Getting Started

jQuery vs. JavaScript

jQuery or Javascript?

Here is a question that floats around a lot when people are thinking about learning languages or methods to bring interactive content into their web sites: What’s the difference between JavaScript and jQuery? So to understand the difference you need to look at a little bit of code.

Now, don’t worry if you don’t understand code. The main point of this is to see how jQuery and JavaScript do the same thing in different ways and what makes jQuery so much easier for some of the things you’ll want to do. Trust us. You’ll be fine.

Coding Interactivity

So let's say we’ve made a simple web site—it just says “Hello” and “Goodbye” (not a terribly inviting web site, but it’s just here to make a point)—and we want there to be a little bit of interactivity in it. So our web site is built of three basic frontend languages. You’re going to have a little HTML, a little CSS, and a little JavaScript.

If you’ve seen our earlier video on what JavaScript is, you know it’s there to add interactive elements to the site. It can be complex interactive elements, like a clickable “button” or simpler things like changing the text color when you click on it. Those are all doable because of languages like jQuery and JavaScript.

A Condensed Way to Code

To see the difference between them, let’s look at a simple example of one application of these: making a line of text change color. If we want to do that using JavaScript, this is what the code would look like:

If you don’t code much you’d be forgiven for getting lost in all that! It’s a lot of code for one action and if you’re new to coding, it kind of looks like five lines of nonsense.

The same action in jQuery looks like this:

You can see it’s one line that says “grab this class and add this extra class from CSS to it.” Essentially, it takes all those steps you saw in the JavaScript and makes them into one command.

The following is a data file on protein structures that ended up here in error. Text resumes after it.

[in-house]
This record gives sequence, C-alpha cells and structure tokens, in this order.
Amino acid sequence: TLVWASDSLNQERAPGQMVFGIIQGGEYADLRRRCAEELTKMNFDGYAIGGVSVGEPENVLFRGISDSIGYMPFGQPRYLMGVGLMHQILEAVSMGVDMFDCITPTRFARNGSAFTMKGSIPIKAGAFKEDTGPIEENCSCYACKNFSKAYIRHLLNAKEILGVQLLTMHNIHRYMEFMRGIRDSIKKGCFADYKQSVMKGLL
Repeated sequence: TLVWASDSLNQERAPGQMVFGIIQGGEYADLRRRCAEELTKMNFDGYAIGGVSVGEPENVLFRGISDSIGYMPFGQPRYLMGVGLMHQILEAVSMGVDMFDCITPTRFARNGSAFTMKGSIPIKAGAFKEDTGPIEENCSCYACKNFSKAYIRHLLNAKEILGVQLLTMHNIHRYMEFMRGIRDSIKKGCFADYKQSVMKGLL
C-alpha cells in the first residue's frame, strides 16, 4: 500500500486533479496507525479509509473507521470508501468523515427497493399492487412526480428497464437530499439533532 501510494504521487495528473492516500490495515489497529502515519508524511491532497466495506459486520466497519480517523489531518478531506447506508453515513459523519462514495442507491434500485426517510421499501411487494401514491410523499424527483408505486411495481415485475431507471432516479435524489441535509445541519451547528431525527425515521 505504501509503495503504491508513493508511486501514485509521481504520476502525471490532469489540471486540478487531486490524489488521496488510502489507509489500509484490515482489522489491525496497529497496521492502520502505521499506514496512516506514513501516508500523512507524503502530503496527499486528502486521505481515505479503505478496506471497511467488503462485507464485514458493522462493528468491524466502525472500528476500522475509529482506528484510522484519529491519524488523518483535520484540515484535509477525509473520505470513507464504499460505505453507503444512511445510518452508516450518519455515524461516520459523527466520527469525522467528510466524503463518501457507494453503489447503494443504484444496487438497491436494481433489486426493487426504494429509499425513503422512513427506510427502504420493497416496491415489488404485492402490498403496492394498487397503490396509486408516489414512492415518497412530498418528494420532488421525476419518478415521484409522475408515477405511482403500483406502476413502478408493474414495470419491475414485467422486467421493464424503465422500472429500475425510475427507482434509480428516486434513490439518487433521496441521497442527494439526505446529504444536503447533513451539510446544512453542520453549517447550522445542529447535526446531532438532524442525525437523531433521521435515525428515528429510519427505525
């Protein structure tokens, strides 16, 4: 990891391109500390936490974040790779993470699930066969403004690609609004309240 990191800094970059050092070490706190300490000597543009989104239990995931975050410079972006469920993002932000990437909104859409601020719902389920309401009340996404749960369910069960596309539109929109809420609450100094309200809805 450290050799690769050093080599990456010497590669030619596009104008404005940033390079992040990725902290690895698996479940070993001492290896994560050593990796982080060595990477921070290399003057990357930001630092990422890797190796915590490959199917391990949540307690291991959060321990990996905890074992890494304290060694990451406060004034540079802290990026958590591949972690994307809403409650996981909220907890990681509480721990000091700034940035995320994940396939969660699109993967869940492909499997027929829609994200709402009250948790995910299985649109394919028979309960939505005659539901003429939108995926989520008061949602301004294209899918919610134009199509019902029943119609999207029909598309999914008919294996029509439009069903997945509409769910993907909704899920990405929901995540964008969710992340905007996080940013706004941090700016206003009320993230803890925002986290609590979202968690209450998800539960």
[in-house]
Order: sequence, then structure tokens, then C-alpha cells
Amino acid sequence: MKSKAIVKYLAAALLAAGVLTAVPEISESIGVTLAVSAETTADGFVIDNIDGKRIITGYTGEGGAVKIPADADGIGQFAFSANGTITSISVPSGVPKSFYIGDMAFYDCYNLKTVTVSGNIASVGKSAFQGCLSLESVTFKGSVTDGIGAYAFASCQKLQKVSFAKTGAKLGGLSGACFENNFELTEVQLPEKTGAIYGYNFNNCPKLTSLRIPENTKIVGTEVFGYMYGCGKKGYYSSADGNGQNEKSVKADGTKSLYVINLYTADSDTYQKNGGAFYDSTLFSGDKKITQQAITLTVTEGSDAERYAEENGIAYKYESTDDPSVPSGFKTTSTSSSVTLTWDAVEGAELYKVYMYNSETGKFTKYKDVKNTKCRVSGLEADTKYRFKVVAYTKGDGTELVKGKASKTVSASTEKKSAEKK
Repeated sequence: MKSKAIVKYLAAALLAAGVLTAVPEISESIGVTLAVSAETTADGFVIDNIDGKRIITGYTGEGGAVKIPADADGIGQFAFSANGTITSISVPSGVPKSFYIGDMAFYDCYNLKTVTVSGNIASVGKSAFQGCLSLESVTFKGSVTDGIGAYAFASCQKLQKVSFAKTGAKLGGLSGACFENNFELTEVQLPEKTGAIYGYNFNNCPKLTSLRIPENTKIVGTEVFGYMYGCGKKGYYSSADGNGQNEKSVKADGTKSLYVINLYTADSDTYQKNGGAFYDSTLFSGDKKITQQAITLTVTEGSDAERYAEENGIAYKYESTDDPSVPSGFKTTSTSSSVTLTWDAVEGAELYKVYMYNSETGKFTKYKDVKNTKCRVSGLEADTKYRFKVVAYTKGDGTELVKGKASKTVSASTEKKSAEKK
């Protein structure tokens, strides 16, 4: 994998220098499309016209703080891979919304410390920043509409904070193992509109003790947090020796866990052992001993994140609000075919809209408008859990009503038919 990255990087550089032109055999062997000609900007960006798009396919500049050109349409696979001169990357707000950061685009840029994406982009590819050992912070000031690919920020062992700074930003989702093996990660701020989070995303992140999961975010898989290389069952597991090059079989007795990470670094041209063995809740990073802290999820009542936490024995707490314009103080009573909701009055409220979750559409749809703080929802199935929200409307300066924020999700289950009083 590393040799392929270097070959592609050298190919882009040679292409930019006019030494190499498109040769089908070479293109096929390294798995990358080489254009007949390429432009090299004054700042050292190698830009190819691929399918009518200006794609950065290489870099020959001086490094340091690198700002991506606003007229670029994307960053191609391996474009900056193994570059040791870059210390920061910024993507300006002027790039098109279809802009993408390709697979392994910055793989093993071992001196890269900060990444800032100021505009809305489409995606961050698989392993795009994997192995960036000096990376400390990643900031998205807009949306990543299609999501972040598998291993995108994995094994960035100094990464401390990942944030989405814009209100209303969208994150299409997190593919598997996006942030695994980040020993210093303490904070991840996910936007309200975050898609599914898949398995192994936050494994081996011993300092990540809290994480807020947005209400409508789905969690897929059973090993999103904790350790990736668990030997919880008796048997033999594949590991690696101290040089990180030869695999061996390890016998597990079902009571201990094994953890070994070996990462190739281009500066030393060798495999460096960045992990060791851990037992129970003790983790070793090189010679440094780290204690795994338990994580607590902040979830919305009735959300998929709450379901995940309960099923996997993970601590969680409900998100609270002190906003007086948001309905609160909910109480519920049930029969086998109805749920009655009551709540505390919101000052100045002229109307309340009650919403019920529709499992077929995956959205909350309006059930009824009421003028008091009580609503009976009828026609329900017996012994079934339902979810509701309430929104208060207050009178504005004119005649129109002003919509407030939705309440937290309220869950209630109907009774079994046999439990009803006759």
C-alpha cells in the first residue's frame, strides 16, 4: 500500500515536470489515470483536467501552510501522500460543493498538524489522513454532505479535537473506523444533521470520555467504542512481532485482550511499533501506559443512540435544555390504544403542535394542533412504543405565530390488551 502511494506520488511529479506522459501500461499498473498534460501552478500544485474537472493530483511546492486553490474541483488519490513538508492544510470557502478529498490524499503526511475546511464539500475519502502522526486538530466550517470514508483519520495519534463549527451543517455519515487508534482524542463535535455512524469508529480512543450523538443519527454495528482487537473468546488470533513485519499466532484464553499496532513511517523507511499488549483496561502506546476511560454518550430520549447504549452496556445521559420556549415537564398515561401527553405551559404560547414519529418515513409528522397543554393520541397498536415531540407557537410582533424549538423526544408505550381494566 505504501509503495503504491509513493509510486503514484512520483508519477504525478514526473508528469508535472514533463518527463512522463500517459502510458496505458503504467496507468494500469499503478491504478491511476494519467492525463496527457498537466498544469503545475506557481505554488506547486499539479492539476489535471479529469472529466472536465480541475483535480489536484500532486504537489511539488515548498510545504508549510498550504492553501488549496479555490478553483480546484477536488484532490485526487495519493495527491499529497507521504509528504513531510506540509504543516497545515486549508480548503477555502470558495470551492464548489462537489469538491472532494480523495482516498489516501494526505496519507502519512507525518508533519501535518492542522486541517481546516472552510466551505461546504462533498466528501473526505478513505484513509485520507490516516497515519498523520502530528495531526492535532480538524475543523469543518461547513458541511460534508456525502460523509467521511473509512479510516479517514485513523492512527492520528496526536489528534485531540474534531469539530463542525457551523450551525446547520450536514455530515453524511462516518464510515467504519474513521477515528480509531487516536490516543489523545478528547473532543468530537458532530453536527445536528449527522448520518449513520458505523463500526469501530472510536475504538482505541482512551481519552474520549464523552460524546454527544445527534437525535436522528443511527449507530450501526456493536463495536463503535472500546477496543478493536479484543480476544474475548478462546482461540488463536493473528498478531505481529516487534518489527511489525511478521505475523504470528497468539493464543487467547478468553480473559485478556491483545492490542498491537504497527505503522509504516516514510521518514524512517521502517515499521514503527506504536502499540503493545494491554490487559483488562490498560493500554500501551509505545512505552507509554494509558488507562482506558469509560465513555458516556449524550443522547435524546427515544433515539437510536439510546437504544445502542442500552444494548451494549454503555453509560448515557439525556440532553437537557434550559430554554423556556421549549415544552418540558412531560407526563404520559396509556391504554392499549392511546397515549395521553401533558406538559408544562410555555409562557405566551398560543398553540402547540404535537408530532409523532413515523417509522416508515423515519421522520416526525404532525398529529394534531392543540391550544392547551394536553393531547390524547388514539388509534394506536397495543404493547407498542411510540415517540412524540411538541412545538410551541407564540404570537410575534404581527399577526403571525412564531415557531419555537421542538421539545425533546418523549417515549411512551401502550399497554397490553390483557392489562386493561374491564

You can kind of think of it like this. When you have to ask someone to do a task with a lot of steps—like making a pot of coffee—you don’t tell them to do the steps again and again, you just say, “Hey, could you make some coffee?”

That’s jQuery. A group of developers said, “Look. There’s these things we have to do all the time in JavaScript an it takes us five complicated lines every time we have to do that.” And they didn’t want to write five lines every time, so they came up with a way to do that in just a line or two.

Get started with jQuery today →

Hey could you animate this, please?

This is what we see when we look at jQuery. We see a list of familiar titles—Animate, Delay, Fade-In—all these things that would have taken lots of lines of code in JavaScript, and now you can just click on them and write them out as maybe five or six lines total. That is jQuery in a nutshell. It’s all the functionality of JavaScript, but it simplifies the process immensely.

To get started with jQuery, you just have to type this one bit of code into the header of your project:

It's kind of like in The Matrix when Neo (aka Keanu Reeves) gets an injection of knowledge uploaded into his brain and he wakes up and is all like "I know kung fu."

By typing this jQuery line into the top of your code, your code is all of a sudden like, "I know what animate means" and "I know what animate AddClass means" with one line of code.

Takeaways

  • jQuery is a framework that lets you write JavaScript quicker and easier.
  • The developers of jQuery created it to condense common JavaScript tasks into fewer lines of code.
  • You can code most common JavaScript actions using jQuery (and you can actually check out their API page for a complete list of what you can do)
  • It's easy to install and get the code to understand jQuery.

Get started with jQuery today →

jquery-vs-javascript

Tags: jQuery

Chris Castig

Chris Castig

Chris is a lifelong learner who doesn’t believe that learning stops when class stops. Known affectionately as “Castig,” he loves teaching, exploring new media, and continuously crafting new ways to deliver excellent (and enjoyable) ways to learn. He’s a developer, musician, and student of improv; he’s built a speciality in UX strategy and Front-end with ten years developing digital products for the likes of The Black Eyed Peas, Toyota, and American Express. In the past, he’s led on-site training programs for American Express, The New York Stock Exchange, and General Electric.

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